Role of Vitamin E in Preventing Cancer or Cardiovascular Disease

FREE PREVIEW Log in or buy this issue to read the full article. AAFP members and paid subscribers get free access to all articles. Subscribe now.

FREE PREVIEW Subscribe or buy this issue. AAFP members and paid subscribers get free access to all articles.

Am Fam Physician. 2005 Nov 15;72(10):2087.

Clinical Question: Is vitamin E effective in reducing the risk of cardiovascular disease and cancer among healthy women?

Setting: Population-based

Study Design: Randomized controlled trial (double-blinded)

Allocation: Concealed

Synopsis: Evidence from observational trials suggests that vitamin E may be effective in preventing cardiovascular disease and cancer in women. In the Women’s Health Study, investigators randomized 39,876 healthy women who were 45 years or older to receive: (1) 600 IU of natural-source vitamin E every other day, (2) placebo and 100 mg of aspirin every other day, or (3) placebo only in a 2 × 2 factorial design. Persons blinded to treatment group assignment assessed outcomes. Follow-up occurred for an average of 10.1 years in more than 97 percent of the patients.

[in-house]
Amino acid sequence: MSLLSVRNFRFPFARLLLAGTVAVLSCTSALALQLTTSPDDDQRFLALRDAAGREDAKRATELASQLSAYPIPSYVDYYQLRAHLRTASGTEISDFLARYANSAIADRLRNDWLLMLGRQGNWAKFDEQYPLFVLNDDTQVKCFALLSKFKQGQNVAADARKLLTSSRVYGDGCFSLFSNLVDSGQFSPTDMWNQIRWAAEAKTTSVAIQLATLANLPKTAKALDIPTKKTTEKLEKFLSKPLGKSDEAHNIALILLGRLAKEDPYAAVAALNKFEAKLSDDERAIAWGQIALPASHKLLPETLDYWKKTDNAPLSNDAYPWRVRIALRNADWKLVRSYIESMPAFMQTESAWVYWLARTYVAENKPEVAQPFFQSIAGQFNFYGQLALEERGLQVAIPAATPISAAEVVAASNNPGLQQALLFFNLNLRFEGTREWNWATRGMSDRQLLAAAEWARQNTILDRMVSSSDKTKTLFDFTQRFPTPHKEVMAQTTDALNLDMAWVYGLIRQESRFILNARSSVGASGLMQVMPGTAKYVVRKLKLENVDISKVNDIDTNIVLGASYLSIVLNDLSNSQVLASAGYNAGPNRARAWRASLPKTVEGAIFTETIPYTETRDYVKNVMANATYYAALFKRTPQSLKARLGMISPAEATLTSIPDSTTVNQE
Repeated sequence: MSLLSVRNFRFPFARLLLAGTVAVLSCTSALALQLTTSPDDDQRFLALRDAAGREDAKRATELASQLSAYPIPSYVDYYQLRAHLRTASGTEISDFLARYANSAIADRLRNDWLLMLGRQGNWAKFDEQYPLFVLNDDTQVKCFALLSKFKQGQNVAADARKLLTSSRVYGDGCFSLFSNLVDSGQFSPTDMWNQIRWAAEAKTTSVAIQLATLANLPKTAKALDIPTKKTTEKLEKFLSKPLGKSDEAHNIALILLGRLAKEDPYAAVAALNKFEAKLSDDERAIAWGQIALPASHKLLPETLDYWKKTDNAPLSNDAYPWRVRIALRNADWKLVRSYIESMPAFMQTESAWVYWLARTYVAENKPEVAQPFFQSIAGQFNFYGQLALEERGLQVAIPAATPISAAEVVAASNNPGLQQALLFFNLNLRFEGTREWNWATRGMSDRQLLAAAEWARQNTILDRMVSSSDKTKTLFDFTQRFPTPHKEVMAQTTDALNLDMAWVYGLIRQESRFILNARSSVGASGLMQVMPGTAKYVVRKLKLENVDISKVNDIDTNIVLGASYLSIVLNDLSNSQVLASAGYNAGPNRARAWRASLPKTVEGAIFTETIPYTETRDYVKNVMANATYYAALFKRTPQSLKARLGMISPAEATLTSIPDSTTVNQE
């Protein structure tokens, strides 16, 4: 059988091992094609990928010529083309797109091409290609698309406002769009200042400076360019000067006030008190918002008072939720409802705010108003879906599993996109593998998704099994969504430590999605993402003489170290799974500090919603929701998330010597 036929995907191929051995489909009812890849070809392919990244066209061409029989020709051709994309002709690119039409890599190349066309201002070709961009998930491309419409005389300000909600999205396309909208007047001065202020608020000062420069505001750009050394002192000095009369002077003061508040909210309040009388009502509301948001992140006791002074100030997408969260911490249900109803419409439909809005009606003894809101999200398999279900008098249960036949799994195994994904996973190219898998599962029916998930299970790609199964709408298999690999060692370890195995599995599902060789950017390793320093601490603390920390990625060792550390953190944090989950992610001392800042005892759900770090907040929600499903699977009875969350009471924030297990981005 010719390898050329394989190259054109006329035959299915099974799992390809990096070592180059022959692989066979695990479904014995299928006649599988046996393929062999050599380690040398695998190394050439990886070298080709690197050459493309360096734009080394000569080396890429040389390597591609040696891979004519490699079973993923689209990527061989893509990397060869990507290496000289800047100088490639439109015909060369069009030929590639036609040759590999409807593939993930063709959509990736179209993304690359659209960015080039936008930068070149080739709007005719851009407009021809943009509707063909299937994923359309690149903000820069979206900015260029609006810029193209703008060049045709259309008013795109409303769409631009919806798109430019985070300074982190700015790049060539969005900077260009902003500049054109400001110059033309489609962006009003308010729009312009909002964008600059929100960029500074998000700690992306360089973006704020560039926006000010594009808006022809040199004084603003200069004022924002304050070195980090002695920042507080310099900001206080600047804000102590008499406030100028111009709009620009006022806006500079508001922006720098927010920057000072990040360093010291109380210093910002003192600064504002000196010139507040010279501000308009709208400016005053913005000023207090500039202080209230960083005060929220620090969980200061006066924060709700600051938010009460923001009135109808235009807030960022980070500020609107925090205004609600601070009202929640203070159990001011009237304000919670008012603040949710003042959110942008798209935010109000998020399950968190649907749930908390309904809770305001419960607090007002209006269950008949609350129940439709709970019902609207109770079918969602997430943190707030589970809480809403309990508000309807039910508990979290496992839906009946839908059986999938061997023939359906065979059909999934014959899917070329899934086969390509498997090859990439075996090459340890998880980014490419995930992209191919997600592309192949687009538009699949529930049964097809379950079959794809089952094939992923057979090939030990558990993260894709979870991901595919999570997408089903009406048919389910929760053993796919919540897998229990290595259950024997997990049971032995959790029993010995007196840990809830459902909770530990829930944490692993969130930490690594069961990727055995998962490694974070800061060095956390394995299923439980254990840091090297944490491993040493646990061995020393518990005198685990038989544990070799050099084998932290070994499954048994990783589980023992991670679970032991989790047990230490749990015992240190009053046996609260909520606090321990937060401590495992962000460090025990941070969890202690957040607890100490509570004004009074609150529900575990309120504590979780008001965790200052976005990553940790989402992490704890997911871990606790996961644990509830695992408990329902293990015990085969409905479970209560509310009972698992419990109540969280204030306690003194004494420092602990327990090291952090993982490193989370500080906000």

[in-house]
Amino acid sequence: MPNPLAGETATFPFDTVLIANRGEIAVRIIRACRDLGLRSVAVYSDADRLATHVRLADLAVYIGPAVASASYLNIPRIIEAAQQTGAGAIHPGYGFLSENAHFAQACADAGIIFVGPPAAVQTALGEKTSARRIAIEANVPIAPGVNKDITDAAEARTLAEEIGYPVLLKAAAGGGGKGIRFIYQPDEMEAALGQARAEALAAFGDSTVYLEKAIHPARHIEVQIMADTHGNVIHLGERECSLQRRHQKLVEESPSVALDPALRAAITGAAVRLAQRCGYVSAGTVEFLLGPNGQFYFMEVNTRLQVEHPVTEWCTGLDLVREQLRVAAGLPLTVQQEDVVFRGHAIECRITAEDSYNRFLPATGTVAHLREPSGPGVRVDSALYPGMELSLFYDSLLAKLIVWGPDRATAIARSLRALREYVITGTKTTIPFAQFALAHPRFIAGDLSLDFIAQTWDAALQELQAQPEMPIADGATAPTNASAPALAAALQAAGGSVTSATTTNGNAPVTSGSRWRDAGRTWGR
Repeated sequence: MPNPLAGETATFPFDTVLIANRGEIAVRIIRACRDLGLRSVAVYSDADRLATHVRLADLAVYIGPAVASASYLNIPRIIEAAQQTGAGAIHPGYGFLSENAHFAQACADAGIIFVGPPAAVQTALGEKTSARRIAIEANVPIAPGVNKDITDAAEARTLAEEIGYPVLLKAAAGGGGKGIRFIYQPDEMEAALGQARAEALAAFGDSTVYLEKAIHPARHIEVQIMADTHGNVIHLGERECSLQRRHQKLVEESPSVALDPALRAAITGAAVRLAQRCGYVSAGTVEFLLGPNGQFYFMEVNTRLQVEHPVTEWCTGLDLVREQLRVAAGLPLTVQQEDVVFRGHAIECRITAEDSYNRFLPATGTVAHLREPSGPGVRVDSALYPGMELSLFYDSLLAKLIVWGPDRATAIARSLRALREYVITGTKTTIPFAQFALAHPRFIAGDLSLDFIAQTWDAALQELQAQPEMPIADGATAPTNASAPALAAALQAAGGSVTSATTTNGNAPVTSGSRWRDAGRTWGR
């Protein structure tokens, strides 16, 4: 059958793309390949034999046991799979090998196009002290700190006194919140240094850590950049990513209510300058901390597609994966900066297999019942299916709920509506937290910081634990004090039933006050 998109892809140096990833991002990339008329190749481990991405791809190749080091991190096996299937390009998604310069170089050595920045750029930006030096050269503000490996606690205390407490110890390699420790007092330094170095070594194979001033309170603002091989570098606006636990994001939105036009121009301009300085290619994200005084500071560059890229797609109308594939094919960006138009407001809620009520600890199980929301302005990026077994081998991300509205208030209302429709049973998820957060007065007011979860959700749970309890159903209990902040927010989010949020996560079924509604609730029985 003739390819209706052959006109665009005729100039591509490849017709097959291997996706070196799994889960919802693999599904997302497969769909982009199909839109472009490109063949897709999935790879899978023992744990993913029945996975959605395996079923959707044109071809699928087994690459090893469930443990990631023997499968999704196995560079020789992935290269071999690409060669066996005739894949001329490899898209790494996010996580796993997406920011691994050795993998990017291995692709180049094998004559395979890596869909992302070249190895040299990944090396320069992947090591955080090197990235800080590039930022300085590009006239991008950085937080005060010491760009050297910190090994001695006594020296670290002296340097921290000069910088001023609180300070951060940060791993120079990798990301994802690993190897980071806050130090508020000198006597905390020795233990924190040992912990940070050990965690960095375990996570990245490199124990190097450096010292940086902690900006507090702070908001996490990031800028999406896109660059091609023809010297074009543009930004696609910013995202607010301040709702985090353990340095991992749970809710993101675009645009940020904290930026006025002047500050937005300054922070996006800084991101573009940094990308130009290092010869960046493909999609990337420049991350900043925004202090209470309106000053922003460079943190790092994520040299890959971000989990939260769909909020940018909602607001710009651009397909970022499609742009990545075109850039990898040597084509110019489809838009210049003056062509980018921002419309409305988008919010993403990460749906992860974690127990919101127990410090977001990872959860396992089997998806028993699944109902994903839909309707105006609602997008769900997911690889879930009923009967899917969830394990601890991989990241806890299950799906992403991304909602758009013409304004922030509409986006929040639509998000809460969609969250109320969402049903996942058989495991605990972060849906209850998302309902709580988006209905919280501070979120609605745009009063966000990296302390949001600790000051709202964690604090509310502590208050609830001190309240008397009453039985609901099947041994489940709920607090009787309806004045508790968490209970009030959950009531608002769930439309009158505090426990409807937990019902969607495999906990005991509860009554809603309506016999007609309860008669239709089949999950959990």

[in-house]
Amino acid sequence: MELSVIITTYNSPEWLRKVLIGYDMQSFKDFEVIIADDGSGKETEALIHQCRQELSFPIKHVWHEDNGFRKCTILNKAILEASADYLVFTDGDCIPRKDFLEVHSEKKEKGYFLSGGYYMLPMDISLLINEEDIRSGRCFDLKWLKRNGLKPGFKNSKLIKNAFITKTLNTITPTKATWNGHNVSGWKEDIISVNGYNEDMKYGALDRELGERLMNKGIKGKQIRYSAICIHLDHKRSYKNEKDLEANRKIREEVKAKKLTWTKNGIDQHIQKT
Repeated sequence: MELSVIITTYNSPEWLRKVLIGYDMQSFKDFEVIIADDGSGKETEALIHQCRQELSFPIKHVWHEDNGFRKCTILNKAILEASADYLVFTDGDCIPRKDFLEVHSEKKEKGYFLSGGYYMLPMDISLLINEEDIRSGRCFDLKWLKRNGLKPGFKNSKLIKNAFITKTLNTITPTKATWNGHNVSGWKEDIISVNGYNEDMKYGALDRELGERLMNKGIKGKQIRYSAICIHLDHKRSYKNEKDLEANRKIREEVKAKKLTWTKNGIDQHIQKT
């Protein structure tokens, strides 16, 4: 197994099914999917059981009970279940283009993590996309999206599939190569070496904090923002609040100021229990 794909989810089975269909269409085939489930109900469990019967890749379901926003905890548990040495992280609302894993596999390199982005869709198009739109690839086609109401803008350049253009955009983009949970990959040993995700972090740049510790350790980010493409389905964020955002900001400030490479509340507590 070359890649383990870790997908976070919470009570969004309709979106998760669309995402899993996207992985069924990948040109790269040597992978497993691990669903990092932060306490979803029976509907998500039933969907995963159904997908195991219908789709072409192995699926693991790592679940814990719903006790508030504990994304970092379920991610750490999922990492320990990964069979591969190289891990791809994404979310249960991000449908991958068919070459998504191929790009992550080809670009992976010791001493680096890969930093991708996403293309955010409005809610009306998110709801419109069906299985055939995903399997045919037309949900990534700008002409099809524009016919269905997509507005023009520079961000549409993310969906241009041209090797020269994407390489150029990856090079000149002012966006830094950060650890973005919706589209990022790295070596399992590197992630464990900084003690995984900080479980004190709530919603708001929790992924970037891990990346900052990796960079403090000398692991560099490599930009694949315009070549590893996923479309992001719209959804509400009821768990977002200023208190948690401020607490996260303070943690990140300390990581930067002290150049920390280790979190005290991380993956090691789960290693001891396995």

Using intention-to-treat analysis, investigators found that vitamin E did not significantly reduce the risk of major cardiovascular events, including myocardial infarction, ischemic stroke, or hemorrhagic stroke. Although vitamin E slightly reduced the risk of cardiovascular death (number needed to treat for 10.1 years = 586; 95% confidence interval, 306 to 6,058), all-cause mortality was not significantly reduced. Vitamin E did not significantly decrease the risk of any cancer, including breast, lung, and colorectal cancers. Cancer mortality was not significantly lower in any group.

Bottom Line: Vitamin E does not reduce the risk of developing cardiovascular disease or cancer or the rate of total mortality among healthy women 45 years or older. (Level of Evidence: 1b)

Study Reference:

Lee IM, et al. Vitamin E in the primary prevention of cardiovascular disease and cancer. The Women’s Health Study: a randomized controlled trial. JAMA July 6. 2005;294:56-65.

Used with permission from Slawson D. Vitamin E doesn't lower women's risk of CVD or cancer (WHS). Accessed online August 22, 2005, at: http://www.InfoPOEMs.com.


Want to use this article elsewhere? Get Permissions

Article Tools

  • Print page
  • Share this page

CME Quiz

Information From Industry

Navigate this Article